You know what they say about the Finns; those women are good at team sprints.
Aino-Kaisa Saarinen and Anne Kyllönen dominated Sunday’s 1.25-kilometer classic team event at the World Cup in Asiago, Italy, giving a lesson to more than 20 other teams on how to get out front and stay there.
The duo won their semifinal ahead of two American teams – Ida Sargent and Sophie Caldwell for USA II, and Sadie Bjornsen and Kikkan Randall for USA I, respectively. The three broke away on the last of three legs, Finland won, USA II automatically qualified in second and USA I skied fast enough to get a lucky-loser spot.
Earlier in the heat, Caldwell and Randall shook off an inadvertent collision, in which Randall went down and Caldwell skied on, at the end of their first leg. As the two converged around a 180-degree corner before the exchange, Randall fell Karolina Grohova of the Czech Republic came up from behind and “toppled over me,” Randall said in a phone interview. With a “little raspberry” on her hip, she got up quickly, tagged Bjornsen, and the two made up the 10-second deficit to Finland and their American teammates up front.
Despite what happened behind them, Finland was in control from start to finish on Sunday. They advanced to the final without any major stresses and started that race in second, following Norway’s No. 1 team by 0.2 seconds into the first exchange. The 26-year-old Kyllönen then charged to the front of the pack and the Finns held their own for the rest of the race.
By the second-to-last exchange, Saarinen had given Finland a 4.4-second lead on Norway’s Ingvlid Flugstad Østberg and Maiken Caspersen Falla. The cat-and-mouse game between Finland and Norway, with Germany another five seconds back in third, was losing its allure. Finland was getting away, Norway was going to have to hold off Germany’s Katrin Zeller and Denise Herrmann, and the Americans were going to have to fight for fourth.
As Kyllönen sealed the Finnish victory in 19:15.72, Norway I hustled for second, 9.68 seconds back. Falla barely edged Herrmann, who pushed for second and ended up third, 0.34 seconds behind Falla. Norway II’s Kari Gjeitnes and Celine Brun-Lie stayed in front of the U.S. and Russia to place fourth (+11.53), and Randall anchored USA I to fifth, 18.48 seconds after Finland and 19 seconds ahead of Russia II’s Julia Ivanova and Anastasia Dotsenko.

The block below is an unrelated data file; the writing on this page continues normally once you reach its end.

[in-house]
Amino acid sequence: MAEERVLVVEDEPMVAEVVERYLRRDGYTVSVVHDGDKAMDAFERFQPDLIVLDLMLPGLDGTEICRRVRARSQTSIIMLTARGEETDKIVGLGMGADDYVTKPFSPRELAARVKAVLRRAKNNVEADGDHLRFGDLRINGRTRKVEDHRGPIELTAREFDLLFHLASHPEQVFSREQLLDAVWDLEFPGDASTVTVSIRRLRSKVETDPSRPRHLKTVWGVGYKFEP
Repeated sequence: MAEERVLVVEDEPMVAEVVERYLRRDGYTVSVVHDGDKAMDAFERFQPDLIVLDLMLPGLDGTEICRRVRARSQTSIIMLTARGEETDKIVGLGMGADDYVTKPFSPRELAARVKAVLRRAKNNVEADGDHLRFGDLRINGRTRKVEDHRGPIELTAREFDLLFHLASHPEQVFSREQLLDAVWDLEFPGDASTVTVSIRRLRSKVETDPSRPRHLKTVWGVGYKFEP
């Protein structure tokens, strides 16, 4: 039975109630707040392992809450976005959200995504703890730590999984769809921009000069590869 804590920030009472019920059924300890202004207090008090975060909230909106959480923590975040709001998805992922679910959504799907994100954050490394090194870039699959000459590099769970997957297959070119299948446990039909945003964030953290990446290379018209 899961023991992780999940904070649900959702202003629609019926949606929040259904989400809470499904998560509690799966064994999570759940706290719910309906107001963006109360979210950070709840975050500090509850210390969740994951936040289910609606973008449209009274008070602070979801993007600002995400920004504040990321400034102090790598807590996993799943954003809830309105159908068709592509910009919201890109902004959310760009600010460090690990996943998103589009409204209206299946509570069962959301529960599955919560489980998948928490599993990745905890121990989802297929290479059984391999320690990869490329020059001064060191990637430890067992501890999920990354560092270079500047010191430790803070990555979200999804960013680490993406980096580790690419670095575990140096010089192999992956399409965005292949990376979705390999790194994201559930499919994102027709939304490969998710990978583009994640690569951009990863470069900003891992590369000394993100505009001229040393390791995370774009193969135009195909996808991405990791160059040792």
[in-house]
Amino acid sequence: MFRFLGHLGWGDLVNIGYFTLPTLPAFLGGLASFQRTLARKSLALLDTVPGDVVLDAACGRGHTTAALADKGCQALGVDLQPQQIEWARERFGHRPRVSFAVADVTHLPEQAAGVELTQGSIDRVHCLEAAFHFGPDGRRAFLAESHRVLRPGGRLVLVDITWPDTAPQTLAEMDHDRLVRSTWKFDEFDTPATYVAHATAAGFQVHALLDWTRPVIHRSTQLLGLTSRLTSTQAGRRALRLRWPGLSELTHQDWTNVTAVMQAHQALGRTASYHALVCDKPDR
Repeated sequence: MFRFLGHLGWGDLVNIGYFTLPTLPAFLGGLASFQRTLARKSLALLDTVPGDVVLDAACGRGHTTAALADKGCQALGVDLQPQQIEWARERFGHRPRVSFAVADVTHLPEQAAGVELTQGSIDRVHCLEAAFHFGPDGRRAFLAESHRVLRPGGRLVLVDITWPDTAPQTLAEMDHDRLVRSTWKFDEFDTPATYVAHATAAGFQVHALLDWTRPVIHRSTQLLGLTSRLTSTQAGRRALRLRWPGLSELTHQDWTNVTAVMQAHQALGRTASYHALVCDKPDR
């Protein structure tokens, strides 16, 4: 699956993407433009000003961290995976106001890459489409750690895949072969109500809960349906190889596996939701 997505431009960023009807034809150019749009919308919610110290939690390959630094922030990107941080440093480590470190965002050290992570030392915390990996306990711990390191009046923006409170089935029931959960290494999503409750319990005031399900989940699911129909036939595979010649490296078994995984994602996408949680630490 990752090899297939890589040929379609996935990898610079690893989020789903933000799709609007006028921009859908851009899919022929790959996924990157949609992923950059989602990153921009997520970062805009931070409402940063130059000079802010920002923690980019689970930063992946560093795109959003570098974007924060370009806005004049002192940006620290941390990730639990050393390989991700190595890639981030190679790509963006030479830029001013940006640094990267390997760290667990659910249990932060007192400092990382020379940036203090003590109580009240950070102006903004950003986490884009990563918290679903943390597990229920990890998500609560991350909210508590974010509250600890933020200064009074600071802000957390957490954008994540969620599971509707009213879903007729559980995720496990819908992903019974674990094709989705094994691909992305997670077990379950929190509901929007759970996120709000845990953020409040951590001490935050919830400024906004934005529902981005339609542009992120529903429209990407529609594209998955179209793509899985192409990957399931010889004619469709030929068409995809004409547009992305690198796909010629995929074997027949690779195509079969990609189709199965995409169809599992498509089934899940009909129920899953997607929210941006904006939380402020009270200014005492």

Switzerland took seventh with Bettina Gruber and Laurien Van Der Graaff (+19.25), and Sargent and Caldwell ended up eighth (+20.56).
“It is great to be back on the top of the World Cup podium,” Saarinen, a 34-year-old World Cup veteran embarking on her third Olympic, told FIS.
The last time she stood on top of the podium in World Cup or Olympic event – team or individual – was 2009.
“It’s been a great day not for only for me but for Finland,” she added. “Anne was very strong today.”
Last February, Kyllönen teamed up with Mona-Liisa Malvalehto to win the pre-Olympic classic team sprint at the World Cup in Sochi, Russia. That was a good sign then; this is even better now less than 50 days out from the 2014 Olympics.
“Finland was very strong but hopefully in February we can be stronger,” Østberg told FIS after achieving her first podium of the season.
The Norwegians remained within 1 ½ seconds of Finland through four laps until Saarinen dropped Østberg on her final lap.
Gruber opened strong to put Switzerland in third through the first leg, but Van Der Graaff drifted to six before Gruber could bring them back to third on her second leg. After her third time around, Gruber tagged in eighth behind USA II in seventh. USA I was fourth with one lap to go, 2.3 seconds behind Norway I in third and 12.2 seconds behind the Finns.
With nearly five seconds to play with, Kyllönen extended her gap to bring the victory home, refusing to let up.
“I was very tired all day, but that was a very good race,” Saarinen said.
“They went hard from the gun and kept the level high,” Randall said.
She and Bjornsen fell behind on the second leg, with Bjornsen tagging her in ninth and Randall recovering to fifth before the second-to-last exchange. At the Sochi team sprint last season, Bjornsen and Sargent placed fifth.
“I am confident that both teams could be in the runnings for a medal if everything went golden!” Bjornsen wrote in an email about Americans’ competitive team combinations. “But that is how we light the fire. First we find a possibility on a ‘perfect day,’ and then we have that perfect day, and the confidence brings even more!”
Third in the Sochi team sprint behind Russia in second, Canada’s Perianne Jones and Dasha Gaiazova finished eighth in their semifinal for 16th overall.